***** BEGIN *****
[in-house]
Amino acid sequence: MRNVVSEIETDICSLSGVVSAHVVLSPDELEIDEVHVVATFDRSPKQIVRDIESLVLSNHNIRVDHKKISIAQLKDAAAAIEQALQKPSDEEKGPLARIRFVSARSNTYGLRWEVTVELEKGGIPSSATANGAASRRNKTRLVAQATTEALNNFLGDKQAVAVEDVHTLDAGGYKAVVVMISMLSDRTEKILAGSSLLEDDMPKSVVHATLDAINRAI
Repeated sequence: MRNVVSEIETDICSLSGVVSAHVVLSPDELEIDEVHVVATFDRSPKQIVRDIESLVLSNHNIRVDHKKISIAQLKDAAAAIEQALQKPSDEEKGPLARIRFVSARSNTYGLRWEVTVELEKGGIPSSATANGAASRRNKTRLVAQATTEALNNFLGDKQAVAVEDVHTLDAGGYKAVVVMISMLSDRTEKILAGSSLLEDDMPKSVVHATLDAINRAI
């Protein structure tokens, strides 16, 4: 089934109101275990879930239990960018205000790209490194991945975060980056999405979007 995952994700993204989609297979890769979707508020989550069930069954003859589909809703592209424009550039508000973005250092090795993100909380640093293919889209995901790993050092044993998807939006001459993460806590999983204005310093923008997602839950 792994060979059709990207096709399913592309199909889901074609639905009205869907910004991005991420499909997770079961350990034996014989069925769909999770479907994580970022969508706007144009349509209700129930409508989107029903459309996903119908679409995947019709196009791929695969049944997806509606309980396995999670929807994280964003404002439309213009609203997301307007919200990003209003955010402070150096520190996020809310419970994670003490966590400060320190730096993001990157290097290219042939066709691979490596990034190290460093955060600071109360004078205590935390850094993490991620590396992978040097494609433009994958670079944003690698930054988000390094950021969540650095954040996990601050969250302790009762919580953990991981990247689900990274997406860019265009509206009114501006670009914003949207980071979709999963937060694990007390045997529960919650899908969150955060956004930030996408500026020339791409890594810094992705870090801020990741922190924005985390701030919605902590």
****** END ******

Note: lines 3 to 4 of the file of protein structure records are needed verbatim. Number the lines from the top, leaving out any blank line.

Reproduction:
Repeated sequence: MRNVVSEIETDICSLSGVVSAHVVLSPDELEIDEVHVVATFDRSPKQIVRDIESLVLSNHNIRVDHKKISIAQLKDAAAAIEQALQKPSDEEKGPLARIRFVSARSNTYGLRWEVTVELEKGGIPSSATANGAASRRNKTRLVAQATTEALNNFLGDKQAVAVEDVHTLDAGGYKAVVVMISMLSDRTEKILAGSSLLEDDMPKSVVHATLDAINRAI
């Protein structure tokens, strides 16, 4: 089934109101275990879930239990960018205000790209490194991945975060980056999405979007 995952994700993204989609297979890769979707508020989550069930069954003859589909809703592209424009550039508000973005250092090795993100909380640093293919889209995901790993050092044993998807939006001459993460806590999983204005310093923008997602839950 792994060979059709990207096709399913592309199909889901074609639905009205869907910004991005991420499909997770079961350990034996014989069925769909999770479907994580970022969508706007144009349509209700129930409508989107029903459309996903119908679409995947019709196009791929695969049944997806509606309980396995999670929807994280964003404002439309213009609203997301307007919200990003209003955010402070150096520190996020809310419970994670003490966590400060320190730096993001990157290097290219042939066709691979490596990034190290460093955060600071109360004078205590935390850094993490991620590396992978040097494609433009994958670079944003690698930054988000390094950021969540650095954040996990601050969250302790009762919580953990991981990247689900990274997406860019265009509206009114501006670009914003949207980071979709999963937060694990007390045997529960919650899908969150955060956004930030996408500026020339791409890594810094992705870090801020990741922190924005985390701030919605902590």